An Edmonton church group marked the International Day Against Homophobia, Transphobia and Biphobia with a Facebook Live event Monday to highlight the importance of inclusion and acceptance within church communities.

The event, hosted by Robertson-Wesley United Church showcased pastors, Indigenous elders, musicians and other members of the church community.

Erin Thomas, a pastor at Trinity Lutheran Church, talked about her experiences with intolerance in the church and biphobia in LGBTQ+ spaces while offering advice to younger congregation members.

“You are holy and loved as you are. You need not justify your existence to anyone... Heaven knows we need as many expressions of love in the world as possible, especially now,” Thomas said.

Emmet Michael, an Edmonton-based musician, performed songs and detailed his process of realizing that “faith and being queer are not mutually exclusive identities.”

R.W. Hoekstra, a Mohawk committee member at St. Paul’s United Church, spoke about how being adopted by a family of Dutch ministers, coming out and reconnecting with two-spirit Indigenous traditions have shaped him.

“They are two different worldviews (Indigenous tradition and Christianity)… yet somehow I am able to weave them together. I have them encircled together, and for me, they’ve given me a foundation in my life that I’ve never had before.”

Comments posted in the live chat from viewers were positive, thanking the speakers for their passion and bravery.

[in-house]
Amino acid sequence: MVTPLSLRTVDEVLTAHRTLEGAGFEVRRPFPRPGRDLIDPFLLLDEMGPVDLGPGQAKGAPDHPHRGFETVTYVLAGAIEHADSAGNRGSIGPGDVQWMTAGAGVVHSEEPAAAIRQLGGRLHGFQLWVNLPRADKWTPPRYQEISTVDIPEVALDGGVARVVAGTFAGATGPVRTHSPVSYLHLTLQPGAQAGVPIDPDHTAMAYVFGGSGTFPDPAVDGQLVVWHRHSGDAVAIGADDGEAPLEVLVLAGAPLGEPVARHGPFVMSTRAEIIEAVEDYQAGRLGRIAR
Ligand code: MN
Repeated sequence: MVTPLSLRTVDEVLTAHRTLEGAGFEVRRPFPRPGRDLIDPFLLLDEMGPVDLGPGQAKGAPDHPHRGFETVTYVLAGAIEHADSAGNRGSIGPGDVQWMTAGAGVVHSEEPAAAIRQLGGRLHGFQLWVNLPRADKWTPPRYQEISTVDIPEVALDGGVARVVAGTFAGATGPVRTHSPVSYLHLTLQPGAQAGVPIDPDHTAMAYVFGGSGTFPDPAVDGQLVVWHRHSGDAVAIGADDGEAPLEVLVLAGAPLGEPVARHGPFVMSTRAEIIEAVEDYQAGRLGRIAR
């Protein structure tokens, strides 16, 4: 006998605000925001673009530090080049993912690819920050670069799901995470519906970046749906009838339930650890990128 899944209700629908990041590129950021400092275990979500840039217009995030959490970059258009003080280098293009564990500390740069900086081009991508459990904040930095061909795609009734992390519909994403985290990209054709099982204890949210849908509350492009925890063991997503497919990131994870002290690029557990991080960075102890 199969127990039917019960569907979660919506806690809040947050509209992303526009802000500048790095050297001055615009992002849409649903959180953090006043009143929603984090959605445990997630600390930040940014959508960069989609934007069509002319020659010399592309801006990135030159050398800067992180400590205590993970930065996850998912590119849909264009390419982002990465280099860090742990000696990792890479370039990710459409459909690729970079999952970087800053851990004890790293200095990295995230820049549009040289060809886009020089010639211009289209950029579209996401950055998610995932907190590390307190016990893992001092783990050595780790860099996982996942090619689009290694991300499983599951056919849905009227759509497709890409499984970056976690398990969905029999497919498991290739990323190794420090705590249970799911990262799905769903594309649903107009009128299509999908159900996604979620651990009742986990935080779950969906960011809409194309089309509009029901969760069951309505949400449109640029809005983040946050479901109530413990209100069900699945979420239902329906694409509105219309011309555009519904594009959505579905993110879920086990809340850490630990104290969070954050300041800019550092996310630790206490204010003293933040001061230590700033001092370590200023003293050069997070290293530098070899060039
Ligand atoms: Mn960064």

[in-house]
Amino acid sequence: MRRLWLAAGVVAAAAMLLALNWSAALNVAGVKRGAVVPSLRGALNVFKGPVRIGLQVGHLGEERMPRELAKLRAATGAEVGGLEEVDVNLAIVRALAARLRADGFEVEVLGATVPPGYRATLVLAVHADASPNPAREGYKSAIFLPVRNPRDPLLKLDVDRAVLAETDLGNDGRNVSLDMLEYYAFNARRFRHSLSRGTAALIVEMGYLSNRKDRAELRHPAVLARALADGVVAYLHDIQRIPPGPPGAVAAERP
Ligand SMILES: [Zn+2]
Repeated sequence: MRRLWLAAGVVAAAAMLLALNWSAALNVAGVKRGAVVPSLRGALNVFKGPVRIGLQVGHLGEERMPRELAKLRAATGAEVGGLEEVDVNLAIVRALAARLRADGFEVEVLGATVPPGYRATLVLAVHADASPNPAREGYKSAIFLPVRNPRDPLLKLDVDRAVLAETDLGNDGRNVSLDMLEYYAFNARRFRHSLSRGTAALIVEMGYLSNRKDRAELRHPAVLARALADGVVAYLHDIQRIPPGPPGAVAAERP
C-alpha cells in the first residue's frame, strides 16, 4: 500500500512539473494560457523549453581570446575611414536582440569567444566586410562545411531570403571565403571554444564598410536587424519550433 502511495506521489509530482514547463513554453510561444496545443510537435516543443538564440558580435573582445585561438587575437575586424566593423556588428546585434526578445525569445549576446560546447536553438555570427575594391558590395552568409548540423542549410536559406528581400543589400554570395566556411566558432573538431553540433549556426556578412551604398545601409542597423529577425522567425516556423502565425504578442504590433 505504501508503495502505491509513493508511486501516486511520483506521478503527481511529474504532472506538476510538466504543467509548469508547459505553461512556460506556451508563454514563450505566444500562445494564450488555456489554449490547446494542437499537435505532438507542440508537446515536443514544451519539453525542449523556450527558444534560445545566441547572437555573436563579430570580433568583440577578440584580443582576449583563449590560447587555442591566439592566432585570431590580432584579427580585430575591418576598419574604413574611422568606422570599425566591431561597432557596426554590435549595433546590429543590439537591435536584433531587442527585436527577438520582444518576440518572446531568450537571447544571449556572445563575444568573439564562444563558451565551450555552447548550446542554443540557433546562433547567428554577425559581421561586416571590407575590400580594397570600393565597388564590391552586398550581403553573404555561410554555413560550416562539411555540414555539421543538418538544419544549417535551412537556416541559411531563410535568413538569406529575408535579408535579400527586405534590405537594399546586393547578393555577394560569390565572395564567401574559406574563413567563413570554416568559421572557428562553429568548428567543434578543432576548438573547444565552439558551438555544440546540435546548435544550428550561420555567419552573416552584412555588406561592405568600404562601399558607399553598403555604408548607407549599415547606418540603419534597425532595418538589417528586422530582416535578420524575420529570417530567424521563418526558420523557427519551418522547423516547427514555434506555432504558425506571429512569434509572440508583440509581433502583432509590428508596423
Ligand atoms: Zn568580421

The event was co-ordinated by Affirming Ministries, a network of Christian ministries associated with the United Church of Canada. Its mandate is to promote “greater awareness of sexual orientation and gender identity issues,” end discrimination against LGBTQ+ communities and offer support to anyone seeking it.

Younger people especially are seeking this kind of church programming, says John Eldridge Carr, theology student and pastor-in-training at the University of British Columbia. Fewer young people are in the pews — a trend Carr says is a response to documented abuse and historical intolerance by the church.

"You are holy and loved as you are. You need not justify your existence to anyone," Trinity Lutheran Church pastor Erin Thomas told LGBTQ+ community members on the International Day Against Homophobia, Transphobia and Biphobia. #IDAHOBIT2021

“A lot of folks who are millennials or (younger), they have a certain expectation that they don't want to be in communities where people are oppressed or people are looked down upon,” Carr says.

Acceptance of LGBTQ+ people is vital, and organizations like Affirming Ministries send the message that change is happening gradually, says Carr.

“A big step to kind of show that your community is modernizing is to be affirming,” Carr says. “To display publicly the certification and to say we don't tolerate queer folks, we embrace them. We acknowledge them. We affirm their lives, and we don't try to change them.”

Though events like these are signs of progress for many, religious leaders aren’t always at the helm of social change. In November 2020, the Vatican declined to recognize same-sex marriage, an upsetting decision to LGBTQ+ Catholics who had hoped Pope Francis’ assertion that he cannot judge gay people would help advance same-sex marriage rights within the church.

Some aren’t waiting for ecclesiastical authorities to endorse marriage equality. Priests in Germany were reported last week to be blessing same-sex couples in open defiance of the Vatican.

The momentum of modernization is important, says Carr.

“Right now people are willing to listen. But the moment they do not follow up with action, it's just more empty words, and we don't have any time for that.”